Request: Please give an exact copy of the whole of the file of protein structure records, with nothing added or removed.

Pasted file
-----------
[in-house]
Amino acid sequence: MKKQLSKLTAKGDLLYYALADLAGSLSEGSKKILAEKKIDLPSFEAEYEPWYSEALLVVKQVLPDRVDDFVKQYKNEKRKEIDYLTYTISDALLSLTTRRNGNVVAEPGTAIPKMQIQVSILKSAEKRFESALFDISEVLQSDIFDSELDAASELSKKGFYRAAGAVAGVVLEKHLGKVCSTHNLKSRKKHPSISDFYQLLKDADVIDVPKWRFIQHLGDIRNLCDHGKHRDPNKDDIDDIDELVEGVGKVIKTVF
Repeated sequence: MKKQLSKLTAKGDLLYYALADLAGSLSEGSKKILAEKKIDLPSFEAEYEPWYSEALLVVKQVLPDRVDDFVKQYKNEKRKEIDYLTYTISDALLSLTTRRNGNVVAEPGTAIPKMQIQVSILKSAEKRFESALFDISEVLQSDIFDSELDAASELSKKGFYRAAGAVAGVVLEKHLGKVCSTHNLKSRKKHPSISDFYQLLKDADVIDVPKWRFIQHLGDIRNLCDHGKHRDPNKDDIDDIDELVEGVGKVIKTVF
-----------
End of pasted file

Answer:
[in-house]
Amino acid sequence: MKKQLSKLTAKGDLLYYALADLAGSLSEGSKKILAEKKIDLPSFEAEYEPWYSEALLVVKQVLPDRVDDFVKQYKNEKRKEIDYLTYTISDALLSLTTRRNGNVVAEPGTAIPKMQIQVSILKSAEKRFESALFDISEVLQSDIFDSELDAASELSKKGFYRAAGAVAGVVLEKHLGKVCSTHNLKSRKKHPSISDFYQLLKDADVIDVPKWRFIQHLGDIRNLCDHGKHRDPNKDDIDDIDELVEGVGKVIKTVF
Repeated sequence: MKKQLSKLTAKGDLLYYALADLAGSLSEGSKKILAEKKIDLPSFEAEYEPWYSEALLVVKQVLPDRVDDFVKQYKNEKRKEIDYLTYTISDALLSLTTRRNGNVVAEPGTAIPKMQIQVSILKSAEKRFESALFDISEVLQSDIFDSELDAASELSKKGFYRAAGAVAGVVLEKHLGKVCSTHNLKSRKKHPSISDFYQLLKDADVIDVPKWRFIQHLGDIRNLCDHGKHRDPNKDDIDDIDELVEGVGKVIKTVF